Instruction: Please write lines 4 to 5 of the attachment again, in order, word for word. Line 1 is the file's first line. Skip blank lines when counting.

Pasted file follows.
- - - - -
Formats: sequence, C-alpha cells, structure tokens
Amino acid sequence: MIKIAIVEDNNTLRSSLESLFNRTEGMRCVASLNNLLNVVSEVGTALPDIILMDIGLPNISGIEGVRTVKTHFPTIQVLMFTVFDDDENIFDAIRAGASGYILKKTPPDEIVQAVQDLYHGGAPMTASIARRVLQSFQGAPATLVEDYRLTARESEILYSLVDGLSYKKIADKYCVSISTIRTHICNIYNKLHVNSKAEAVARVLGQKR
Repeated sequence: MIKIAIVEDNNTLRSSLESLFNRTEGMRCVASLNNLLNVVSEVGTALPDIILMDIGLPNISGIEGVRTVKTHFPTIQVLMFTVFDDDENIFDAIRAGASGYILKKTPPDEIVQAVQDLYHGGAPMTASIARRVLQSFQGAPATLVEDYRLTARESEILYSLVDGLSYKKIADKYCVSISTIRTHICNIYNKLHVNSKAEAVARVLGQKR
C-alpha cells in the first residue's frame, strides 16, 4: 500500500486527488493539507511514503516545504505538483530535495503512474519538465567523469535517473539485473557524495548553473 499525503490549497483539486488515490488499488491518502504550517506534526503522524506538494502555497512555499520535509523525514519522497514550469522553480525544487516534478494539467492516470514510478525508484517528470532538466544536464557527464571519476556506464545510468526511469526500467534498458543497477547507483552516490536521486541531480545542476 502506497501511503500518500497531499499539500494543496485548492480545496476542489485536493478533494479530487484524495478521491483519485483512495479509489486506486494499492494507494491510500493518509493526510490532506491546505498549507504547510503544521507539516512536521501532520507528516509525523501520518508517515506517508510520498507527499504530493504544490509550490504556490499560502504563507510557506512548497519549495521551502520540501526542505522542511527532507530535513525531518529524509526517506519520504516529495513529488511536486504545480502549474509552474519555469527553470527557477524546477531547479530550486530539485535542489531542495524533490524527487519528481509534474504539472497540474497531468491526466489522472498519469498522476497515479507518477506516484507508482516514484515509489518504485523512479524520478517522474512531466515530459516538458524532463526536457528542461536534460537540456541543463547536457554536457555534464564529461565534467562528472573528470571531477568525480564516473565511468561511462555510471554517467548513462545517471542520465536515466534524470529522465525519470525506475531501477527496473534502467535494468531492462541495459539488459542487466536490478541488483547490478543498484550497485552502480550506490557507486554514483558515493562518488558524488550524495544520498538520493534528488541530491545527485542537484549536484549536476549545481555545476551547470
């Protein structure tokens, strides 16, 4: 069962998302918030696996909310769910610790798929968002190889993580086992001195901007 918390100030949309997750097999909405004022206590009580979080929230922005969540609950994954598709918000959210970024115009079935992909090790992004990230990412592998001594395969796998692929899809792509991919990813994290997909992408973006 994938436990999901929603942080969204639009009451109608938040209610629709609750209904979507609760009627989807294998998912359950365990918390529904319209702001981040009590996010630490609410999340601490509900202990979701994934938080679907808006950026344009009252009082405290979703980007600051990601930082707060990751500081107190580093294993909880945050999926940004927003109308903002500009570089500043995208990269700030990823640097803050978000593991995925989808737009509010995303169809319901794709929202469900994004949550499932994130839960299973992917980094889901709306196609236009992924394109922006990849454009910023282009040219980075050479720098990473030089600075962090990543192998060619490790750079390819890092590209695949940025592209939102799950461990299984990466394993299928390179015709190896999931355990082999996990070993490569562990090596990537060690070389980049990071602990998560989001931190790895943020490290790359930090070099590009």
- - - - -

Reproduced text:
C-alpha cells in the first residue's frame, strides 16, 4: 500500500486527488493539507511514503516545504505538483530535495503512474519538465567523469535517473539485473557524495548553473 499525503490549497483539486488515490488499488491518502504550517506534526503522524506538494502555497512555499520535509523525514519522497514550469522553480525544487516534478494539467492516470514510478525508484517528470532538466544536464557527464571519476556506464545510468526511469526500467534498458543497477547507483552516490536521486541531480545542476 502506497501511503500518500497531499499539500494543496485548492480545496476542489485536493478533494479530487484524495478521491483519485483512495479509489486506486494499492494507494491510500493518509493526510490532506491546505498549507504547510503544521507539516512536521501532520507528516509525523501520518508517515506517508510520498507527499504530493504544490509550490504556490499560502504563507510557506512548497519549495521551502520540501526542505522542511527532507530535513525531518529524509526517506519520504516529495513529488511536486504545480502549474509552474519555469527553470527557477524546477531547479530550486530539485535542489531542495524533490524527487519528481509534474504539472497540474497531468491526466489522472498519469498522476497515479507518477506516484507508482516514484515509489518504485523512479524520478517522474512531466515530459516538458524532463526536457528542461536534460537540456541543463547536457554536457555534464564529461565534467562528472573528470571531477568525480564516473565511468561511462555510471554517467548513462545517471542520465536515466534524470529522465525519470525506475531501477527496473534502467535494468531492462541495459539488459542487466536490478541488483547490478543498484550497485552502480550506490557507486554514483558515493562518488558524488550524495544520498538520493534528488541530491545527485542537484549536484549536476549545481555545476551547470
């Protein structure tokens, strides 16, 4: 069962998302918030696996909310769910610790798929968002190889993580086992001195901007 918390100030949309997750097999909405004022206590009580979080929230922005969540609950994954598709918000959210970024115009079935992909090790992004990230990412592998001594395969796998692929899809792509991919990813994290997909992408973006 994938436990999901929603942080969204639009009451109608938040209610629709609750209904979507609760009627989807294998998912359950365990918390529904319209702001981040009590996010630490609410999340601490509900202990979701994934938080679907808006950026344009009252009082405290979703980007600051990601930082707060990751500081107190580093294993909880945050999926940004927003109308903002500009570089500043995208990269700030990823640097803050978000593991995925989808737009509010995303169809319901794709929202469900994004949550499932994130839960299973992917980094889901709306196609236009992924394109922006990849454009910023282009040219980075050479720098990473030089600075962090990543192998060619490790750079390819890092590209695949940025592209939102799950461990299984990466394993299928390179015709190896999931355990082999996990070993490569562990090596990537060690070389980049990071602990998560989001931190790895943020490290790359930090070099590009």